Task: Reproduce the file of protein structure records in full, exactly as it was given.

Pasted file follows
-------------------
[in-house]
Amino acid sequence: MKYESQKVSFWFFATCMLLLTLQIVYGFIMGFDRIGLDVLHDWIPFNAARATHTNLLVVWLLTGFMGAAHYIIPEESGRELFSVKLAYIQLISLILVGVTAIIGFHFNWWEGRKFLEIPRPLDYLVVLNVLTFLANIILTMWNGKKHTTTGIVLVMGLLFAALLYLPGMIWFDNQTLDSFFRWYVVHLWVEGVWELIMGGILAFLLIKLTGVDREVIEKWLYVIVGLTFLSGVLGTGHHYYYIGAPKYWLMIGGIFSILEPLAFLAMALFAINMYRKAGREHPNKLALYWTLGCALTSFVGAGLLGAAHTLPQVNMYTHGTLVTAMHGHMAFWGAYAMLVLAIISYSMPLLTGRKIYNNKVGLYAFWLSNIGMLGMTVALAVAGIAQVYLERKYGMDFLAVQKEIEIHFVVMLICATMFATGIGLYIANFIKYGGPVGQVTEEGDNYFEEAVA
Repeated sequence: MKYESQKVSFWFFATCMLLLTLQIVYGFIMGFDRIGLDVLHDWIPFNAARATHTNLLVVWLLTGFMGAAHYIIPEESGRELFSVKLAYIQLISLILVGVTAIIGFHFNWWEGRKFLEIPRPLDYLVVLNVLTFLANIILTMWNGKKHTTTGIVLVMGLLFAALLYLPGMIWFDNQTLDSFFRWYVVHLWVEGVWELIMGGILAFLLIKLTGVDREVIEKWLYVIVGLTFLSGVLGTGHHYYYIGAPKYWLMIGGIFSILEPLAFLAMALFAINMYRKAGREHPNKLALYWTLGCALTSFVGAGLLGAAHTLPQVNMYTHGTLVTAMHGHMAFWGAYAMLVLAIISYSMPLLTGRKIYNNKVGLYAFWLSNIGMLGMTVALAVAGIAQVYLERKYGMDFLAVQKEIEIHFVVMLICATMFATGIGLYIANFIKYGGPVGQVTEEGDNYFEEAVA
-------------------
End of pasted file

[in-house]
Amino acid sequence: MKYESQKVSFWFFATCMLLLTLQIVYGFIMGFDRIGLDVLHDWIPFNAARATHTNLLVVWLLTGFMGAAHYIIPEESGRELFSVKLAYIQLISLILVGVTAIIGFHFNWWEGRKFLEIPRPLDYLVVLNVLTFLANIILTMWNGKKHTTTGIVLVMGLLFAALLYLPGMIWFDNQTLDSFFRWYVVHLWVEGVWELIMGGILAFLLIKLTGVDREVIEKWLYVIVGLTFLSGVLGTGHHYYYIGAPKYWLMIGGIFSILEPLAFLAMALFAINMYRKAGREHPNKLALYWTLGCALTSFVGAGLLGAAHTLPQVNMYTHGTLVTAMHGHMAFWGAYAMLVLAIISYSMPLLTGRKIYNNKVGLYAFWLSNIGMLGMTVALAVAGIAQVYLERKYGMDFLAVQKEIEIHFVVMLICATMFATGIGLYIANFIKYGGPVGQVTEEGDNYFEEAVA
Repeated sequence: MKYESQKVSFWFFATCMLLLTLQIVYGFIMGFDRIGLDVLHDWIPFNAARATHTNLLVVWLLTGFMGAAHYIIPEESGRELFSVKLAYIQLISLILVGVTAIIGFHFNWWEGRKFLEIPRPLDYLVVLNVLTFLANIILTMWNGKKHTTTGIVLVMGLLFAALLYLPGMIWFDNQTLDSFFRWYVVHLWVEGVWELIMGGILAFLLIKLTGVDREVIEKWLYVIVGLTFLSGVLGTGHHYYYIGAPKYWLMIGGIFSILEPLAFLAMALFAINMYRKAGREHPNKLALYWTLGCALTSFVGAGLLGAAHTLPQVNMYTHGTLVTAMHGHMAFWGAYAMLVLAIISYSMPLLTGRKIYNNKVGLYAFWLSNIGMLGMTVALAVAGIAQVYLERKYGMDFLAVQKEIEIHFVVMLICATMFATGIGLYIANFIKYGGPVGQVTEEGDNYFEEAVA